Opinion

Can Anthony Joshua actually become undisputed heavyweight champion?

Anthony Joshua
Mark Robinson/Matchroom Boxing
Anthony Joshua has to hold on the belts he already has as well as snare a bout with the Wilder-Fury winner. Eric Armit casts his eye over the heavyweight division

WITH Anthony Joshua’s victory over Andy Ruiz sanity is restored to the heavyweights, or what passes for sanity. How dare the tubby Andy Ruiz upset the established triumvirate of Joshua, Deontay Wilder and Tyson Fury? Now we are back to the status quo where the fate of the long lost title of heavyweight champion of the world will be finally decided when the winner of Wilder vs. Fury II meets Joshua – perhaps next year, perhaps in 2021, perhaps never. But that’s the way the heavyweight division has been pretty well since Fury beat Wlad Klitschko in 2015.

Wilder vs. Fury II looks set for February 22 and Joshua will probably fight again in May. Kubrat Pulev would be the sensible choice for that fight as Olek Usyk would constitute a much higher risk and Joshua needs another fight so that he can sort out whether he is the new Muhammad Ali or the old Sonny Liston.

If Joshua goes for Pulev then I can’t see the WBO waiting whilst Joshua fights Pulev and then later in the year fights the winner of Wilder vs. Fury II. That would mean the WBO mandatory challenger Usyk would have to wait until 2021 for a shot at the title. I believe that the WBO would strip Joshua rather than wait that long – without a sanction fee coming in. The WBA will also have an interest in what happens but if they stripped Joshua for facing the IBF mandatory challenger they would be left with Manuel Charr, holder of their secondary title who has not fought since November 2017, and interim champion Trevor Bryan who has not fought since August 2018. If they matched those two for the title the sanctioning fee would probably be higher than the takings from the fight. They still have Fres Oquendo in their ratings and Fres has not fought since 2014. They should be renamed the World Non-Boxing Association.

Anthony Joshua

Joshua took some stick over his safety first tactics from unbiased critics such as that master of the restrained word Deontay Wilder. From an entertainment point of view Joshua vs. Ruiz was dire. It was too one-sided and Joshua was almost too cautious but for Joshua this was never about entertaining it was about adopting the tactics that would ensure victory. He was simply taking care of business and instead of ridiculing him, after the relatively disappointing PPV figures for his defence against Luis Ortiz, Wilder should be thanking him as the multi-million dollar fight with Joshua is back on the table.

I am not too convinced by the slim-line Joshua. At times he looked more vulnerable. I feel a little sorry for Ruiz – but then I didn’t pay a few thousand dollars for a ringside seat. He deserved every word of praise he received for beating Joshua and I can understand how the sudden fame went to his head. But some of the blame has to go to his team. It is their job to keep him focused and in good condition that is what they are paid for, so therefore they have to take a share of the blame.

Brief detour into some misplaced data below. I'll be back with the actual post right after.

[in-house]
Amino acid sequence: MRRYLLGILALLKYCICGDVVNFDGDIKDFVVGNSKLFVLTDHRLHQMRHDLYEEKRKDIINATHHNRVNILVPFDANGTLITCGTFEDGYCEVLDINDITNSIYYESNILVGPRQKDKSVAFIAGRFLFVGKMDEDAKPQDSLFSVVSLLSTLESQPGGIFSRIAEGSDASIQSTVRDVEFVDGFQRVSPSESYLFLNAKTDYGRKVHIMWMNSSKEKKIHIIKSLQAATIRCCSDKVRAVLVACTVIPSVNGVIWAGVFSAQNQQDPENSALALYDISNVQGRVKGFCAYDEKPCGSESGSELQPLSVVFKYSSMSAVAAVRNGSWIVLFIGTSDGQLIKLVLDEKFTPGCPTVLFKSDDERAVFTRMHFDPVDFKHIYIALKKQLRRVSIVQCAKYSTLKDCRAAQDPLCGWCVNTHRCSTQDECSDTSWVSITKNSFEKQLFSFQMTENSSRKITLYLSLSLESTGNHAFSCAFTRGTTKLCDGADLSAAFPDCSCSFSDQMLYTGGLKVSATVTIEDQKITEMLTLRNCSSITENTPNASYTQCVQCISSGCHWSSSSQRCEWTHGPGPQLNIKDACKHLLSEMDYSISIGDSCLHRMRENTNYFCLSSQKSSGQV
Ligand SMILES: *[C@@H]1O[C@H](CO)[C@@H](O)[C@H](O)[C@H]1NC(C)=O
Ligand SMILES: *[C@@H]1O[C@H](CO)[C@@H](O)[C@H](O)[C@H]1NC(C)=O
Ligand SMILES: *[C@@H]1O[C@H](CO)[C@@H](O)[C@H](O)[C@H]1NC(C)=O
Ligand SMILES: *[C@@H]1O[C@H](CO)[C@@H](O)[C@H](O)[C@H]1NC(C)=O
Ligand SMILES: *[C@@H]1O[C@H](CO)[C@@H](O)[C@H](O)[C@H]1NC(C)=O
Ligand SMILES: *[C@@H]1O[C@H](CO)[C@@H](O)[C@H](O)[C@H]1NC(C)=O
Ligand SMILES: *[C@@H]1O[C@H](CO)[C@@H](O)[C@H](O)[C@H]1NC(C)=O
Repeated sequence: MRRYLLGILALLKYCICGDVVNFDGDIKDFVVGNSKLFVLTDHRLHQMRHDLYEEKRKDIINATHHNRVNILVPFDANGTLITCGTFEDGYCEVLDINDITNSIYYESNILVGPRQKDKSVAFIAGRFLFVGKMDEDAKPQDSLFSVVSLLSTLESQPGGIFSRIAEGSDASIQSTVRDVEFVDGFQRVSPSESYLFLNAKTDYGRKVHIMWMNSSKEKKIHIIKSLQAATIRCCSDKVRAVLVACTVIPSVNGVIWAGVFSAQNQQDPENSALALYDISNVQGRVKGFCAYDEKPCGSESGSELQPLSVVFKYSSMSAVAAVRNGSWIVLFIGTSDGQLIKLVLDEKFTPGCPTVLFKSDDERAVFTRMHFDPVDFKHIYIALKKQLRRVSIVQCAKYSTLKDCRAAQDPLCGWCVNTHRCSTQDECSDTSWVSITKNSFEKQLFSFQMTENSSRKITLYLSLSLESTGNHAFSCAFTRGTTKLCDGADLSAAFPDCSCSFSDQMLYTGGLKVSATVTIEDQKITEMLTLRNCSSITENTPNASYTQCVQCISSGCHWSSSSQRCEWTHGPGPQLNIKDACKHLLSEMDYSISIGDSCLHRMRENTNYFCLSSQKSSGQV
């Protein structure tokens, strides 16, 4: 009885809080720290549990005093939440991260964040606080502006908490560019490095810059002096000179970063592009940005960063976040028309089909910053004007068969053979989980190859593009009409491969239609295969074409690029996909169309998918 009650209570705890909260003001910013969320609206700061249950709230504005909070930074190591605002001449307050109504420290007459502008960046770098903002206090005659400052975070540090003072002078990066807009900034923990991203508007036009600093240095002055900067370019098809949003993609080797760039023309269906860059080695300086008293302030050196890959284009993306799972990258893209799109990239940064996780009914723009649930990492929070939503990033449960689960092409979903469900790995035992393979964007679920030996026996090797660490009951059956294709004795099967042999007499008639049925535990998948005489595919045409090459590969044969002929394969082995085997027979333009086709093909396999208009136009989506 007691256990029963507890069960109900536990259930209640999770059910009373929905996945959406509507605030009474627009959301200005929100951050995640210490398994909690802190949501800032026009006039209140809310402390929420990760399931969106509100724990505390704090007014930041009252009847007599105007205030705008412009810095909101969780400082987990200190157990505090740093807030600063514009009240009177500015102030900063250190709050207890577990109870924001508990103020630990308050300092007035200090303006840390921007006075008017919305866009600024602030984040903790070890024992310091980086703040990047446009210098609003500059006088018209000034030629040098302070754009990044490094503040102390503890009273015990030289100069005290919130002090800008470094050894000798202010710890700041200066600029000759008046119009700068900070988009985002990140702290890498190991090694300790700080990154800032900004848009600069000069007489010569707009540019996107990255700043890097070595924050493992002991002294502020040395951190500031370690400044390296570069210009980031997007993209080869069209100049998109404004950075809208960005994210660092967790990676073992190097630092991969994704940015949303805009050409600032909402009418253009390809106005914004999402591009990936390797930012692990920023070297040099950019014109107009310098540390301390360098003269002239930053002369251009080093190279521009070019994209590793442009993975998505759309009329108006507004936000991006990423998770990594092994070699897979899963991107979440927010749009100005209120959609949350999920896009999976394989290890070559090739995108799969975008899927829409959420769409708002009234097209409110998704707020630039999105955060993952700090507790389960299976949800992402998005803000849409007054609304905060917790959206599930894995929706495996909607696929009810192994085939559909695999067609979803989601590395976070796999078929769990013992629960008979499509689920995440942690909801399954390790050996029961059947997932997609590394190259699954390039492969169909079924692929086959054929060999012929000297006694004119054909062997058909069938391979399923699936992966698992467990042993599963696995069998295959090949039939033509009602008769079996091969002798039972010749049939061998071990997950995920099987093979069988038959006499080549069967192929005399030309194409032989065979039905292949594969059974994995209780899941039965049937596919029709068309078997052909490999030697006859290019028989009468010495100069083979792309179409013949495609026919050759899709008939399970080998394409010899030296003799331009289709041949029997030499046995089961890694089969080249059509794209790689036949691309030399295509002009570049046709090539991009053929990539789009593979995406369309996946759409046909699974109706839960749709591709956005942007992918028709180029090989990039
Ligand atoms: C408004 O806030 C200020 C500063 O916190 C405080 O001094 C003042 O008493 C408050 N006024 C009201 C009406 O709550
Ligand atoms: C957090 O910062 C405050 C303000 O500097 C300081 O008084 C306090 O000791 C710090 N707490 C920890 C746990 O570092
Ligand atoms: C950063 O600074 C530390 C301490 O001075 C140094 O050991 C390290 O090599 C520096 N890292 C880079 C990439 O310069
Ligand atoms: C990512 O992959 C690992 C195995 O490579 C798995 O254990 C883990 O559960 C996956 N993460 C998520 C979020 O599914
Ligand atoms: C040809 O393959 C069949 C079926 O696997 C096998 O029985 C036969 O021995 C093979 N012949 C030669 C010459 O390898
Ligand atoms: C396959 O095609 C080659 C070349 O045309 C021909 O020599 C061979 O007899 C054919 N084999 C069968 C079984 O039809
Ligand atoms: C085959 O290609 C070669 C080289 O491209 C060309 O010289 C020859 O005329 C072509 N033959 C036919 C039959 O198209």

Did anyone notice that there were four fighters who had beaten Anthony Joshua in action last week? On December 5 in California Mihai Nistor turned pro with a third round kayo of Chris Mariscal and on the show in Saudi Arabia Mahammadrasul Majidov scored his second victory as a pro when he stopped Tom Little in two rounds. Nistor stopped Joshua in three rounds in the quarter-finals of the 2011 European Championships and Majidov took a 22-21 win over Joshua in the final of the 2011 World Championships and of course there was Andy Ruiz. Dillian Whyte also holds an amateur win over a young Joshua.

With Whyte having been cleared of any doping offence that puts the ball back in the court of the WBC. They have re-instated him at No 1 so once again they have a fighter who has been No 1 in their ratings since November 2017 without getting a title shot. In the time since Whyte was made No 1 Wilder has made four title defences – Fury II will be the fifth. They have fobbed Whyte off with an interim title which is just a way of dodging the issue that being No 1 with the WBC is meaningless, when they want it to be. In contrast they have this month mandated Nordine Oubaali to defend against Nonito Donaire with Donaire only having been in their No 1 position for one month and with Oubaali having beaten his mandatory challenger last month. One rule for the high profile high sanctioning fee Wilder and a different one for Oubaali.

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  • Maybe it was also worth mentioning the huge mental obstacle that Joshua overcame by beating Ruiz in the rematch, as well as some acknowledgement that we now know that Joshua had a health issue when training for and fighting Ruiz in the first fight.
    As for the Nistor fight it’s ridiculous to call that a KO and Joshua had been schooling Nistor until one punch in the third round – the referee had already given AJ an unwarranted standing count in the third and when caught with a better left hook and bounced against the ropes AJ was given a warranted standing count but appeared totally clear headed and ready to fight, nevertheless the referee stopped the fight; a technical KO and an appalling decision by the referee. Context is often important in boxing.

  • There’s a very simple reason for the WBC mandating Oubaali to face Donaire after only 1 month but not mandating Wilder to face Whyte for over 2 years – Oubaali isn’t a PBC fighter controlled by Al Haymon.

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